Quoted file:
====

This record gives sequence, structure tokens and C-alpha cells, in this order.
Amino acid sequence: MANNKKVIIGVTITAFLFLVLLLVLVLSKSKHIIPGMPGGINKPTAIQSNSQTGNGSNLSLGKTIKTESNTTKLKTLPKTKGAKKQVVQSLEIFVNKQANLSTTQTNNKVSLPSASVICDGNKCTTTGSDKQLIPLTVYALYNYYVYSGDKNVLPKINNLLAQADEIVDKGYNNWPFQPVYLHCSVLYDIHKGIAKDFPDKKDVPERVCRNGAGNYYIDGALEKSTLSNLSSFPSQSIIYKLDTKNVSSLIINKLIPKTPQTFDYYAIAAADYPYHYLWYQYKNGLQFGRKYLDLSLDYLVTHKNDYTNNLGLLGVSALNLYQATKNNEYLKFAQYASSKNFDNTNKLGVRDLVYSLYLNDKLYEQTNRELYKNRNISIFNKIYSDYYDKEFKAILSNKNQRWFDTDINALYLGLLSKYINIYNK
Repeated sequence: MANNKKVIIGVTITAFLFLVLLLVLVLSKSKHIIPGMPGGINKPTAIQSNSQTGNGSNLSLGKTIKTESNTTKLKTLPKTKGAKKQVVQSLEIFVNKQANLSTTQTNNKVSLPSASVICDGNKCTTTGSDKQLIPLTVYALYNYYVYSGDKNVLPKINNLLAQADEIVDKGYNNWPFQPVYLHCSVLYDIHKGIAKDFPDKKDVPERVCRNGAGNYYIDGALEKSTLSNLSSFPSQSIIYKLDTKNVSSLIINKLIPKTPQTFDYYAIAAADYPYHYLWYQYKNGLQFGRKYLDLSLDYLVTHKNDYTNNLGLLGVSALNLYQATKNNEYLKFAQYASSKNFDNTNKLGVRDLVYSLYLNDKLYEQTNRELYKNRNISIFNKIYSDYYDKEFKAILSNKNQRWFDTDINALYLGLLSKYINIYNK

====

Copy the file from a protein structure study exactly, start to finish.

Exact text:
This record gives sequence, structure tokens and C-alpha cells, in this order.
Amino acid sequence: MANNKKVIIGVTITAFLFLVLLLVLVLSKSKHIIPGMPGGINKPTAIQSNSQTGNGSNLSLGKTIKTESNTTKLKTLPKTKGAKKQVVQSLEIFVNKQANLSTTQTNNKVSLPSASVICDGNKCTTTGSDKQLIPLTVYALYNYYVYSGDKNVLPKINNLLAQADEIVDKGYNNWPFQPVYLHCSVLYDIHKGIAKDFPDKKDVPERVCRNGAGNYYIDGALEKSTLSNLSSFPSQSIIYKLDTKNVSSLIINKLIPKTPQTFDYYAIAAADYPYHYLWYQYKNGLQFGRKYLDLSLDYLVTHKNDYTNNLGLLGVSALNLYQATKNNEYLKFAQYASSKNFDNTNKLGVRDLVYSLYLNDKLYEQTNRELYKNRNISIFNKIYSDYYDKEFKAILSNKNQRWFDTDINALYLGLLSKYINIYNK
Repeated sequence: MANNKKVIIGVTITAFLFLVLLLVLVLSKSKHIIPGMPGGINKPTAIQSNSQTGNGSNLSLGKTIKTESNTTKLKTLPKTKGAKKQVVQSLEIFVNKQANLSTTQTNNKVSLPSASVICDGNKCTTTGSDKQLIPLTVYALYNYYVYSGDKNVLPKINNLLAQADEIVDKGYNNWPFQPVYLHCSVLYDIHKGIAKDFPDKKDVPERVCRNGAGNYYIDGALEKSTLSNLSSFPSQSIIYKLDTKNVSSLIINKLIPKTPQTFDYYAIAAADYPYHYLWYQYKNGLQFGRKYLDLSLDYLVTHKNDYTNNLGLLGVSALNLYQATKNNEYLKFAQYASSKNFDNTNKLGVRDLVYSLYLNDKLYEQTNRELYKNRNISIFNKIYSDYYDKEFKAILSNKNQRWFDTDINALYLGLLSKYINIYNK